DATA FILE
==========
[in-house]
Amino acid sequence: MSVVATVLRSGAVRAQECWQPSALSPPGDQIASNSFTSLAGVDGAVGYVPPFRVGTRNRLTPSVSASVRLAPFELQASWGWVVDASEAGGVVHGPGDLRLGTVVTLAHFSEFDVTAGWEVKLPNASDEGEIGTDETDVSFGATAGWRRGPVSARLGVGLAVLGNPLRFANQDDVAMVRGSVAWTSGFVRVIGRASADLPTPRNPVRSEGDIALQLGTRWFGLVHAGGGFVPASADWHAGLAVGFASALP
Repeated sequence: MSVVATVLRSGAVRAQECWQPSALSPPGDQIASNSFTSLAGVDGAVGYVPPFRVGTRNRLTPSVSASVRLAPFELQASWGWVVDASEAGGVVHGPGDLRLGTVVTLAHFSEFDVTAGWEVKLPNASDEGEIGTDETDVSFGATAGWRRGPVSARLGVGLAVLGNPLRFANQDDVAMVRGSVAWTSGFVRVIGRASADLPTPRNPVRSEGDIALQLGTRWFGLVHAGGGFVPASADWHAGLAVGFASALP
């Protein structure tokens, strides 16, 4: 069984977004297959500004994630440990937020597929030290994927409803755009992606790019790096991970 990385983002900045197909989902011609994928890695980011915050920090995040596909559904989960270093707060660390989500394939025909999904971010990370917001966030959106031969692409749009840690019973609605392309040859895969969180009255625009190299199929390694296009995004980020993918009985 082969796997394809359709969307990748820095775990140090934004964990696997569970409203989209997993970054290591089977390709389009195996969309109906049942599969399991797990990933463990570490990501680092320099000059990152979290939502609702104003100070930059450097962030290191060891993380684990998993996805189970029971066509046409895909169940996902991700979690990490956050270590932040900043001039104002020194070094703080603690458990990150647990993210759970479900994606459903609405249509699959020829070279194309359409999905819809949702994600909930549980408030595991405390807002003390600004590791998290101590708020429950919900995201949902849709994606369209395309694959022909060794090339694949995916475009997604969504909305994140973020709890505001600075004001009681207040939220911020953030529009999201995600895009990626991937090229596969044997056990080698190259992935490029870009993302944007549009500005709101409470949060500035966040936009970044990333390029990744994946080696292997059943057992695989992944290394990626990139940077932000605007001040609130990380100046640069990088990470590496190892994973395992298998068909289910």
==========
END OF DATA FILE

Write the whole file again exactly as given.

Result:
[in-house]
Amino acid sequence: MSVVATVLRSGAVRAQECWQPSALSPPGDQIASNSFTSLAGVDGAVGYVPPFRVGTRNRLTPSVSASVRLAPFELQASWGWVVDASEAGGVVHGPGDLRLGTVVTLAHFSEFDVTAGWEVKLPNASDEGEIGTDETDVSFGATAGWRRGPVSARLGVGLAVLGNPLRFANQDDVAMVRGSVAWTSGFVRVIGRASADLPTPRNPVRSEGDIALQLGTRWFGLVHAGGGFVPASADWHAGLAVGFASALP
Repeated sequence: MSVVATVLRSGAVRAQECWQPSALSPPGDQIASNSFTSLAGVDGAVGYVPPFRVGTRNRLTPSVSASVRLAPFELQASWGWVVDASEAGGVVHGPGDLRLGTVVTLAHFSEFDVTAGWEVKLPNASDEGEIGTDETDVSFGATAGWRRGPVSARLGVGLAVLGNPLRFANQDDVAMVRGSVAWTSGFVRVIGRASADLPTPRNPVRSEGDIALQLGTRWFGLVHAGGGFVPASADWHAGLAVGFASALP
């Protein structure tokens, strides 16, 4: 069984977004297959500004994630440990937020597929030290994927409803755009992606790019790096991970 990385983002900045197909989902011609994928890695980011915050920090995040596909559904989960270093707060660390989500394939025909999904971010990370917001966030959106031969692409749009840690019973609605392309040859895969969180009255625009190299199929390694296009995004980020993918009985 082969796997394809359709969307990748820095775990140090934004964990696997569970409203989209997993970054290591089977390709389009195996969309109906049942599969399991797990990933463990570490990501680092320099000059990152979290939502609702104003100070930059450097962030290191060891993380684990998993996805189970029971066509046409895909169940996902991700979690990490956050270590932040900043001039104002020194070094703080603690458990990150647990993210759970479900994606459903609405249509699959020829070279194309359409999905819809949702994600909930549980408030595991405390807002003390600004590791998290101590708020429950919900995201949902849709994606369209395309694959022909060794090339694949995916475009997604969504909305994140973020709890505001600075004001009681207040939220911020953030529009999201995600895009990626991937090229596969044997056990080698190259992935490029870009993302944007549009500005709101409470949060500035966040936009970044990333390029990744994946080696292997059943057992695989992944290394990626990139940077932000605007001040609130990380100046640069990088990470590496190892994973395992298998068909289910």